Sensorimotor adaptation in virtual reality: Do instructions and body representation influence aftereffects?

Research output: Contribution to journalResearch articleContributedpeer-review



Perturbations in virtual reality (VR) lead to sensorimotor adaptation during exposure, but also to aftereffects once the perturbation is no longer present. An experiment was conducted to investigate the impact of different task instructions and body representation on the magnitude and the persistence of these aftereffects. Participants completed the paradigm of sensorimotor adaptation in VR. They were assigned to one of three groups: control group, misinformation group or arrow group. The misinformation group and the arrow group were each compared to the control group to examine the effects of instruction and body representation. The misinformation group was given the incorrect instruction that in addition to the perturbation, a random error component was also built into the movement. The arrow group was presented a virtual arrow instead of a virtual hand. It was hypothesised that both would lead to a lower magnitude and persistence of the aftereffect because the object identity between hand and virtual representation would be reduced, and errors would be more strongly attributed to external causes. Misinformation led to lower persistence, while the arrow group showed no significant differences compared to the control group. The results suggest that information about the accuracy of the VR system can influence the aftereffects, which should be considered when developing VR instructions. No effects of body representation were found. One possible explanation is that the manipulated difference between abstract and realistic body representation was too small in terms of object identity.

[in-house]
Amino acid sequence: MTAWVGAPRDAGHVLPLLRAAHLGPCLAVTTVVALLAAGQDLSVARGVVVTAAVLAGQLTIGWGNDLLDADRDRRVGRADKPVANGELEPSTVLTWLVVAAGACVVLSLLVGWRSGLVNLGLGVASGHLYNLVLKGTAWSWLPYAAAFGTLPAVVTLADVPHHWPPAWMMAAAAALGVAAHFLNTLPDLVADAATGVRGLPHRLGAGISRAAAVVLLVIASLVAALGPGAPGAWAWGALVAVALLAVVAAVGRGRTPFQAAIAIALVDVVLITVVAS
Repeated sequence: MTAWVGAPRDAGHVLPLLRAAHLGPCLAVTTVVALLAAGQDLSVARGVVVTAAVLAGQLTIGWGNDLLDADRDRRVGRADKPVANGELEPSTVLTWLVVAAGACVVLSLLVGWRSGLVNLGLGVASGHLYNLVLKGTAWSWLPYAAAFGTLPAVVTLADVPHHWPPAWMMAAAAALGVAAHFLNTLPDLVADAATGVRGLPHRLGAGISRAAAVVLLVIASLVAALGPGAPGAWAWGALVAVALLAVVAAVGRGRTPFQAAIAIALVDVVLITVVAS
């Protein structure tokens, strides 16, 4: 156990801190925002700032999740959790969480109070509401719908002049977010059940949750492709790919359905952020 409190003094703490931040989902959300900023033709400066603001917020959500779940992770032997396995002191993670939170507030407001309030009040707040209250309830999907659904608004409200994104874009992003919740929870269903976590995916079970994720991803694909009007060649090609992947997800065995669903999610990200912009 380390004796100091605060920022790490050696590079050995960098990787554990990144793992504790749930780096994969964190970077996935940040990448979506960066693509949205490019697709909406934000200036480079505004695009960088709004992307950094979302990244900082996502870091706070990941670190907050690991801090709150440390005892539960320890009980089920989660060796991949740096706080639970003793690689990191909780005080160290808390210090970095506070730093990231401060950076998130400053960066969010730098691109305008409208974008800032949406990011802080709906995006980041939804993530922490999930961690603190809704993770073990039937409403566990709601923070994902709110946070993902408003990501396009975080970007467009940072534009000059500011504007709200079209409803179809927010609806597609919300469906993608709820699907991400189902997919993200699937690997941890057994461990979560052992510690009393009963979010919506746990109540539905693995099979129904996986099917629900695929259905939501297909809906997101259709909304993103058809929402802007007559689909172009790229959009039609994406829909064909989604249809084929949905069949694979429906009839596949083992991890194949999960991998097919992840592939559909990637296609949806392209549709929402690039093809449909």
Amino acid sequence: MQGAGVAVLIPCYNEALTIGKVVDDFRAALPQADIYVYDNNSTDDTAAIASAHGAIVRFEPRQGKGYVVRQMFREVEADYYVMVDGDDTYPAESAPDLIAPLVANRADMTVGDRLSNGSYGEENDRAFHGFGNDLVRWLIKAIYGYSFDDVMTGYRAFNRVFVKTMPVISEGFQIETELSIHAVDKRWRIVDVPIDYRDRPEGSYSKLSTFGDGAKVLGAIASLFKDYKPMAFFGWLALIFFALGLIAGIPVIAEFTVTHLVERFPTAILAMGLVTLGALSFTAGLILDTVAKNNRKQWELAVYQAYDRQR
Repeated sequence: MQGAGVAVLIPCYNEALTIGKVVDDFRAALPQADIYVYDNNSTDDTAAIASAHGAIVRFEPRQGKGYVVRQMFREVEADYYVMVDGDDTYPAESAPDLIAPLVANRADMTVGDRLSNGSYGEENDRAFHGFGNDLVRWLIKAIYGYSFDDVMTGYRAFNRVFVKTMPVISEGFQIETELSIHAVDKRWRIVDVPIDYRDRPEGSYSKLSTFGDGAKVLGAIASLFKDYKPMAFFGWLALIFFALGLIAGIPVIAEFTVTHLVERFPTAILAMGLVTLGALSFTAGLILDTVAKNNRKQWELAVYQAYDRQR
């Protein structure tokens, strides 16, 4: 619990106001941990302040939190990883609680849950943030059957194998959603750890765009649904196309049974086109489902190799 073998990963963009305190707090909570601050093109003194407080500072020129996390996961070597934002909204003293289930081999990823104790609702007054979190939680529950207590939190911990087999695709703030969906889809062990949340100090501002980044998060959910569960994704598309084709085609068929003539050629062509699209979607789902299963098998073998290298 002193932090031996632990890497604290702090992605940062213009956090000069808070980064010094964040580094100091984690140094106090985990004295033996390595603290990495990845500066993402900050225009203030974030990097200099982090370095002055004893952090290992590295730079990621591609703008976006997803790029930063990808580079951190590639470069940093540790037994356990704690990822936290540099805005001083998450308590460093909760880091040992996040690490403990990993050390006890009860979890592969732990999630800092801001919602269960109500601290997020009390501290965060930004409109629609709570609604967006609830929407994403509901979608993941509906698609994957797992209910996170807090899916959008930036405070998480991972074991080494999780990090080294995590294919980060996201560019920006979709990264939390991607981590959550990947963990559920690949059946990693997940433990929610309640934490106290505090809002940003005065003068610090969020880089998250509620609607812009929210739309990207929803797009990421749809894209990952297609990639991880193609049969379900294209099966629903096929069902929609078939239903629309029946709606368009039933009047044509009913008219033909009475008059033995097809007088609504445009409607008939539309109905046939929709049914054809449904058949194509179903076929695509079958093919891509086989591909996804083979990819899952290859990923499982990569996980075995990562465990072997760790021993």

Original languageEnglish
Article number47
JournalVirtual Reality
Issue number1
Publication statusPublished - Mar 2024

External IDs

Scopus 85185660240



  • (4–6) Error attribution, Aftereffects, Object identity, Sensorimotor adaptation